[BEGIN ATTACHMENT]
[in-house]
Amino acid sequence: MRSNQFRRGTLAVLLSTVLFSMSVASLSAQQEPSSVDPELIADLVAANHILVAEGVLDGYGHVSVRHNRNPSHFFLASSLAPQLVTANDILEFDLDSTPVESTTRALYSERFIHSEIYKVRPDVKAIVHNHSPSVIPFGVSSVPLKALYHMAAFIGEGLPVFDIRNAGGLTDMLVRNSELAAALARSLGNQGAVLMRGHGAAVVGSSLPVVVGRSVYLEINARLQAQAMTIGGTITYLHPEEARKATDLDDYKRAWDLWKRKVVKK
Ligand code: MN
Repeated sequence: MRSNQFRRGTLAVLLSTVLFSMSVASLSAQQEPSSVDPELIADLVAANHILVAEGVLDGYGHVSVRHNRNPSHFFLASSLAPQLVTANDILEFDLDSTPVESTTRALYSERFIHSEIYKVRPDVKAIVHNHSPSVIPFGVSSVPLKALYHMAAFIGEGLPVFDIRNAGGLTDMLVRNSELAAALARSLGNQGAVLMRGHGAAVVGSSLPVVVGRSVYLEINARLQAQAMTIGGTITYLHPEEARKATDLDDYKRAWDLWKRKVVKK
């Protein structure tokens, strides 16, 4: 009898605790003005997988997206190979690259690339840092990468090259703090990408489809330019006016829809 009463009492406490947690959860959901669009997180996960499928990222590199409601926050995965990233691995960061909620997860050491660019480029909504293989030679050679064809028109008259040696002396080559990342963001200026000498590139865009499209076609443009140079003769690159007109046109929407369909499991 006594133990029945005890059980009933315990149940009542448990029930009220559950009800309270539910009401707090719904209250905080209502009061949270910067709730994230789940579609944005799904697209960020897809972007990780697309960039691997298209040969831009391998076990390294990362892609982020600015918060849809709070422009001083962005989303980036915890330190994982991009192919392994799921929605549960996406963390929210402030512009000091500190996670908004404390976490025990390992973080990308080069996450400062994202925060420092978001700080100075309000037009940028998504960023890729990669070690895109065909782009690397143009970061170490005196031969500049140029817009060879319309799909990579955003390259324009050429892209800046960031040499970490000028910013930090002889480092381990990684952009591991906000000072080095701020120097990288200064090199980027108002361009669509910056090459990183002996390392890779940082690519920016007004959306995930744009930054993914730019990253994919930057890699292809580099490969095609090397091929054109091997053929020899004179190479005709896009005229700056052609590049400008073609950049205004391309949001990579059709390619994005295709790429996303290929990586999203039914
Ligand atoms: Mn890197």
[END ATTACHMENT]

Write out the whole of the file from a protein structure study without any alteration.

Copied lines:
[in-house]
Amino acid sequence: MRSNQFRRGTLAVLLSTVLFSMSVASLSAQQEPSSVDPELIADLVAANHILVAEGVLDGYGHVSVRHNRNPSHFFLASSLAPQLVTANDILEFDLDSTPVESTTRALYSERFIHSEIYKVRPDVKAIVHNHSPSVIPFGVSSVPLKALYHMAAFIGEGLPVFDIRNAGGLTDMLVRNSELAAALARSLGNQGAVLMRGHGAAVVGSSLPVVVGRSVYLEINARLQAQAMTIGGTITYLHPEEARKATDLDDYKRAWDLWKRKVVKK
Ligand code: MN
Repeated sequence: MRSNQFRRGTLAVLLSTVLFSMSVASLSAQQEPSSVDPELIADLVAANHILVAEGVLDGYGHVSVRHNRNPSHFFLASSLAPQLVTANDILEFDLDSTPVESTTRALYSERFIHSEIYKVRPDVKAIVHNHSPSVIPFGVSSVPLKALYHMAAFIGEGLPVFDIRNAGGLTDMLVRNSELAAALARSLGNQGAVLMRGHGAAVVGSSLPVVVGRSVYLEINARLQAQAMTIGGTITYLHPEEARKATDLDDYKRAWDLWKRKVVKK
């Protein structure tokens, strides 16, 4: 009898605790003005997988997206190979690259690339840092990468090259703090990408489809330019006016829809 009463009492406490947690959860959901669009997180996960499928990222590199409601926050995965990233691995960061909620997860050491660019480029909504293989030679050679064809028109008259040696002396080559990342963001200026000498590139865009499209076609443009140079003769690159007109046109929407369909499991 006594133990029945005890059980009933315990149940009542448990029930009220559950009800309270539910009401707090719904209250905080209502009061949270910067709730994230789940579609944005799904697209960020897809972007990780697309960039691997298209040969831009391998076990390294990362892609982020600015918060849809709070422009001083962005989303980036915890330190994982991009192919392994799921929605549960996406963390929210402030512009000091500190996670908004404390976490025990390992973080990308080069996450400062994202925060420092978001700080100075309000037009940028998504960023890729990669070690895109065909782009690397143009970061170490005196031969500049140029817009060879319309799909990579955003390259324009050429892209800046960031040499970490000028910013930090002889480092381990990684952009591991906000000072080095701020120097990288200064090199980027108002361009669509910056090459990183002996390392890779940082690519920016007004959306995930744009930054993914730019990253994919930057890699292809580099490969095609090397091929054109091997053929020899004179190479005709896009005229700056052609590049400008073609950049205004391309949001990579059709390619994005295709790429996303290929990586999203039914
Ligand atoms: Mn890197």